HomeOpinionEditor’s Memo: Hate speech retrogressive, destructive

Editor’s Memo: Hate speech retrogressive, destructive

By Zaith Zaba

LAST week in an article titled By-elections: Time to nurture democracy, I urged government to decisively deal with perpetrators of intra and inter-party political violence.

“The emerging disturbing violence cases have to be nipped in the bud before they become a national security issue,” I recommended.

With the violent clashes that occurred in Gokwe and Kwekwe over the weekend, I felt it necessary to stress the need for Zimbabwe to ditch the retrogressive and negative culture of political violence. Zimbabwe has been stuck in this destructive vicious circle in which political violence has continued to be a major cause of concern. Virtually every poll carried in Zimbabwe has been characterised by political violence.

The country has a history of political violence, dating back to the colonial era. Since 1980 it has had a worrying trend of political violence, which has been witnessed at both intra and inter-party levels.

The state has also perpetuated it by deploying the security apparatus to brutally deal with opposition political parties. Watching the police spraying teargas on Citizens Coalition for Change (CCC) supporters in Gokwe, was reminiscent of the late former president Robert Mugabe’s iron-fist reign when police would fire teargas, water cannons and beat up protesters and opposition party supporters.

A cold shiver ran down my spine watching the video footages that went viral at the weekend of panicking opposition supporters running to safety in Gokwe and in Kwekwe where CCC leader Nelson Chamisa held rallies ahead of the by-elections to be held on March 26 in 28 parliamentary constituencies and 105 council wards. Violence erupted in Kwekwe during Chamisa’s address when suspected Zanu PF supporters wielding machetes and spears, among other weapons, stormed the rally at Mbizo 4 shopping centre, leaving one person dead and several others injured.

Political violence is detrimental and costly, not only to human life, as was the case in Kwekwe, but also to the economy.

According to the Global Peace Index report produced by the international think-tank, the Institute for Economics and Peace (IEP), the economic impact of violence was US$14,8 trillion in 2017, equivalent to 12,4% of global gross domestic product or nearly US$2 000 per person.

This amplifies the fact that conflict disrupts the economy, upsets social order and derails human life. This is why we are today saying President Emmerson Mnangagwa needs to ensure that police officers and perpetrators of political violence are punished.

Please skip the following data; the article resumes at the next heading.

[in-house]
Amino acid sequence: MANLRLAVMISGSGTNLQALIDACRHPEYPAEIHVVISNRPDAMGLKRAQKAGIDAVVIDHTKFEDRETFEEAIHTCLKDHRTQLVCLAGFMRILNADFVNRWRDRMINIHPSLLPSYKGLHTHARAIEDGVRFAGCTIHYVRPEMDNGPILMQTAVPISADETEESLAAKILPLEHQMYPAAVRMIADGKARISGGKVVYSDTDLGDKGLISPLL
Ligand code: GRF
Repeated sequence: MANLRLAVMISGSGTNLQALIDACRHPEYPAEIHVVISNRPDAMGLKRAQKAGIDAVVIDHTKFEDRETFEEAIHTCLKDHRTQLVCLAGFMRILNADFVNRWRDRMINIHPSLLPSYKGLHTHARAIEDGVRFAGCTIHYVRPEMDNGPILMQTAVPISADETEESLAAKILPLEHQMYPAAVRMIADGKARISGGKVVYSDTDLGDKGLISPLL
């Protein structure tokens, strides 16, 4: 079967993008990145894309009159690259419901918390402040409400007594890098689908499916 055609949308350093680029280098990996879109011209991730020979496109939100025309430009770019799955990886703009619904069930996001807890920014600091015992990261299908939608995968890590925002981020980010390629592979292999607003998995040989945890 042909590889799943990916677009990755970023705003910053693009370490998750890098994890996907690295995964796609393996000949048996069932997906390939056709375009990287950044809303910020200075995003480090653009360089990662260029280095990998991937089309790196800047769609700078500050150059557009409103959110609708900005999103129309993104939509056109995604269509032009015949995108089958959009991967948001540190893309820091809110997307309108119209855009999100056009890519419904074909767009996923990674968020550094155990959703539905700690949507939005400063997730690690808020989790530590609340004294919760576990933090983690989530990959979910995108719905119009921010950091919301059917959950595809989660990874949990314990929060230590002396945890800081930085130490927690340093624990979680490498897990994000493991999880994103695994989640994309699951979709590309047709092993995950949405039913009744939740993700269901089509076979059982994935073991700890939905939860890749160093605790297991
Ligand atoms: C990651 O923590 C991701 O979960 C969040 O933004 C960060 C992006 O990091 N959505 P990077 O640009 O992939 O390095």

He needs not only act decisively but also make it clear in his messaging that Zimbabwe no longer tolerates such barbaric acts.

All political leaders must be unequivocal against political violence. There is no room for half measures. Violence is simply unacceptable.

In addition, political leaders must prevent the use of hate speech as it can trigger discrimination, hostility and violence.

Speaking at a rally on Saturday, Vice-President Constantino Chiwenga said: “I have heard others here saying down with triple C, let me assure you that there is nothing that it can achieve, you see how we crush lice with a stone. You put it on a flat stone and then flatten it to the extent that even flies will not make a meal out of it. That is what we are going to do to CCC.”

Political leaders should stop spewing such hate speech.

Chamisa’s utterances at the weekend that his party would bar journalists from the public media from covering their events are unacceptable. As a party that purports to be a champion of democracy, it must learn to tolerate divergent views.

As executive director at Open Society Initiative for Southern Africa Siphosami Malunga pointed out in 2020 political leaders have over the past decades churned out hate speech with “deliberate intension to generate intolerance and hatred and divide society along political and tribal lines and to demean opponents and encourage and promote violence against them”.

Hate speech polarises the nation and incites hostility, discrimination and violence.

Political violence is primitive and must stop forthwith and so must hate speech.

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